ST. LOUIS - Stan Musial, the St. Louis Cardinals star with the corkscrew stance and too many batting records to fit on his Hall of Fame plaque, died Saturday. He was 92.

Earlier on Saturday, baseball lost another Hall of Famer when longtime Baltimore manager Earl Weaver died at 82.

Stan the Man was so revered in St. Louis that two statues in his honor stand outside Busch Stadium - one just wouldn't do him justice. He was one of baseball's greatest hitters, every bit the equal of Ted Williams and Joe DiMaggio even without the bright lights of the big city.

Musial won seven National League batting titles, was a three-time MVP and helped the Cardinals capture three World Series championships in the 1940s.

The Cardinals said Musial died Saturday evening at his home in Ladue, a St. Louis suburb, surrounded by his family.

"I never heard anybody say a bad word about him, ever," Willie Mays said in a statement released by the Hall of Fame.

Musial spent his 22-year career with the Cardinals and made the All-Star team 24 times - there were two All-Star games each summer for a few seasons. He was the longest-tenured living Hall of Famer. A pitcher in the low minors until he injured his arm, Musial turned to playing the outfield and first base. It was a stroke of luck for him, as he went on to hit .331 with 475 home runs before retiring in 1963.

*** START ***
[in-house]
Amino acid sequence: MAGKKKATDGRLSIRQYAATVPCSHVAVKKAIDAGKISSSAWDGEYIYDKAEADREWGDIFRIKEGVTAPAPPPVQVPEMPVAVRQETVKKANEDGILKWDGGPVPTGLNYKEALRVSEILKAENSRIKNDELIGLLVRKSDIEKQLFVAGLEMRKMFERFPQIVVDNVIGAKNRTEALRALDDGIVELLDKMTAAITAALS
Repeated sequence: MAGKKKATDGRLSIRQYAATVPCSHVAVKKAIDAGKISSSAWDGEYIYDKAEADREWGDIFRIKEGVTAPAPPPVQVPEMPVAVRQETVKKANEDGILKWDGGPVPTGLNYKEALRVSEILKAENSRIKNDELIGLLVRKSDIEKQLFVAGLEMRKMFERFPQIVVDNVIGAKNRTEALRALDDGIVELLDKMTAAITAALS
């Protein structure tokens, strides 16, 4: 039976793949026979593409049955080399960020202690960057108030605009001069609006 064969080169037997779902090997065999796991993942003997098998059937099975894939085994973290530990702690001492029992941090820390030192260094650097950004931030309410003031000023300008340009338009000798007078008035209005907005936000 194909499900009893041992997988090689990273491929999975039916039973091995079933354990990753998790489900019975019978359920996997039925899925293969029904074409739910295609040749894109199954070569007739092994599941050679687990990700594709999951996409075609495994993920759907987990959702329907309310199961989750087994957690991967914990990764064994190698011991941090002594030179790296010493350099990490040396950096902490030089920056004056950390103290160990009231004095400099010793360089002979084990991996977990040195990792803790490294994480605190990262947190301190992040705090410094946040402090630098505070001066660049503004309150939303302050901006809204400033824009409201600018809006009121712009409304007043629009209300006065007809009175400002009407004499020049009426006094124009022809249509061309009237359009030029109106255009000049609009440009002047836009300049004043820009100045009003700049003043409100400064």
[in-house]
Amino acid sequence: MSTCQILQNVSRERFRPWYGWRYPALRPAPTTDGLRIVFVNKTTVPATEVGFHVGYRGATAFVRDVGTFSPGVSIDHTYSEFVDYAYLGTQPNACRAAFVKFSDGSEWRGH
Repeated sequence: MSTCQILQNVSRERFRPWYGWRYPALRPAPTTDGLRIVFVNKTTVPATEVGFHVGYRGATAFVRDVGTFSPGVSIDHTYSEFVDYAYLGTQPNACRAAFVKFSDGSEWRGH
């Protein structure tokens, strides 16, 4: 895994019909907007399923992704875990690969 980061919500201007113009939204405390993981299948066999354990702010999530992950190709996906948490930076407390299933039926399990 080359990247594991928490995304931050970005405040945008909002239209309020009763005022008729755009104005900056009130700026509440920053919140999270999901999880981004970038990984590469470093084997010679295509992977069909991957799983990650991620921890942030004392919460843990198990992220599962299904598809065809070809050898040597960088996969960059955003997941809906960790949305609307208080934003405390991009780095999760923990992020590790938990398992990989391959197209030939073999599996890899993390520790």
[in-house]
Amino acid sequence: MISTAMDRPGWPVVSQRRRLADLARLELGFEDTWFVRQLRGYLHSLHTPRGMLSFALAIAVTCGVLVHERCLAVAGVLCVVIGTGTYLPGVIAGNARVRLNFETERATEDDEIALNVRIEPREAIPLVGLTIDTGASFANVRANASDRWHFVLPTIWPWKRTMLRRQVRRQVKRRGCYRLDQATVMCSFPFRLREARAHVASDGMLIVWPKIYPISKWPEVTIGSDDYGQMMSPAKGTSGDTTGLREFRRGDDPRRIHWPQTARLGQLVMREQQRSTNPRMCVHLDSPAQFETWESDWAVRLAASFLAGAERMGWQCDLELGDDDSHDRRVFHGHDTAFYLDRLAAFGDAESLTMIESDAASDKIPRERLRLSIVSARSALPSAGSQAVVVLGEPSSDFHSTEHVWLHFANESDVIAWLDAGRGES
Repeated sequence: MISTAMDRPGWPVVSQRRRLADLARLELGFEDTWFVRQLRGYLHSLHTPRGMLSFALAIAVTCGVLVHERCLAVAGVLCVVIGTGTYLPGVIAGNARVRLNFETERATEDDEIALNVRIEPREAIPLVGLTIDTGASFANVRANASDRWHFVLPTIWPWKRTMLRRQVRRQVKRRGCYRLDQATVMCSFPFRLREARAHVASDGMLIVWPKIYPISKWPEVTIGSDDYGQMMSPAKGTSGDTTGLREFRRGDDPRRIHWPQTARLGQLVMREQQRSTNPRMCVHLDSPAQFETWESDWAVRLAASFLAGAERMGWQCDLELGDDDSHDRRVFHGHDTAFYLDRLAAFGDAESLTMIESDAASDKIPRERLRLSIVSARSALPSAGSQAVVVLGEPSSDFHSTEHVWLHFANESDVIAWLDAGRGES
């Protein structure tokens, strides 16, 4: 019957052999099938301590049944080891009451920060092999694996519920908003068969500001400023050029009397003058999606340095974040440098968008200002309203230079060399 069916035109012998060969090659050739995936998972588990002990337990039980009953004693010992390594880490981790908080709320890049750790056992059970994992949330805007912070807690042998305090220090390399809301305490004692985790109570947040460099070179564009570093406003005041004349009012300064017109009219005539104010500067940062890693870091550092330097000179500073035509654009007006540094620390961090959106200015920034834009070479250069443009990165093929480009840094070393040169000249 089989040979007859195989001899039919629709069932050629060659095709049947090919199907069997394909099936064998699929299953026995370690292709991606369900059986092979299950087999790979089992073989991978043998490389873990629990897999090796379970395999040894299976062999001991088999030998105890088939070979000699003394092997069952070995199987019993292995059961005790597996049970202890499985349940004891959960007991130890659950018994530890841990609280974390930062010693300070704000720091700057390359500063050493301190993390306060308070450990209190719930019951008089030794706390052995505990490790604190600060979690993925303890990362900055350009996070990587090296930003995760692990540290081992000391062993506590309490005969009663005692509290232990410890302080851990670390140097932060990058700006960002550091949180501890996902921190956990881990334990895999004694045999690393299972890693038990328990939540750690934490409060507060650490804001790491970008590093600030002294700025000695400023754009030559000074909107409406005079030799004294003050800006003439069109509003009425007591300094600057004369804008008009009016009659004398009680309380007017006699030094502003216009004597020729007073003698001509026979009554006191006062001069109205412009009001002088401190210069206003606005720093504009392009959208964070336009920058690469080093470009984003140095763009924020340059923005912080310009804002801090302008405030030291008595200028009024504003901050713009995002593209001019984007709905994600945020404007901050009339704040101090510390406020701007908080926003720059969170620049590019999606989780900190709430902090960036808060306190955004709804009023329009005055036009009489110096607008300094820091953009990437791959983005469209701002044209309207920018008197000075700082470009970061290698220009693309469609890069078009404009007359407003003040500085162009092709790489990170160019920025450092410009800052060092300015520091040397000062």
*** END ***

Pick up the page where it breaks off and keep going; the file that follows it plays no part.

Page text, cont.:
The outfielder-first baseman was the first Cardinal to have his number retired. Ol' 6 probably was the most popular, too, especially after Albert Pujols bolted to the Angels.

"I will cherish my friendship with Stan for as long as I live," Pujols wrote on Twitter. "Rest in Peace."

Duke of Earl won 4 AL pennants, baited umps

BALTIMORE - Loved in Baltimore long after he ended his Hall of Fame career, Weaver stayed an Oriole to the end.

The salty-tongued, umpire-baiting manager died on a Caribbean cruise associated with the Orioles. Weaver began choking Friday night, but a cause of death was unknown.

He took the Orioles to the World Series four times in 17 seasons and won the title in 1970. He liked to wait for a three-run homer rather than manufacture a run with a stolen base or a bunt. Weaver was ejected 91 times, including once in both games of a doubleheader. "On my tombstone just write, 'The sorest loser that ever lived,'" he once said.

"He was an intense competitor and smart as a whip when it came to figuring out ways to beat you," said Davey Johnson, who played for Weaver, whose .583 win percentage was fifth among managers serving 10-plus years in the 20th century.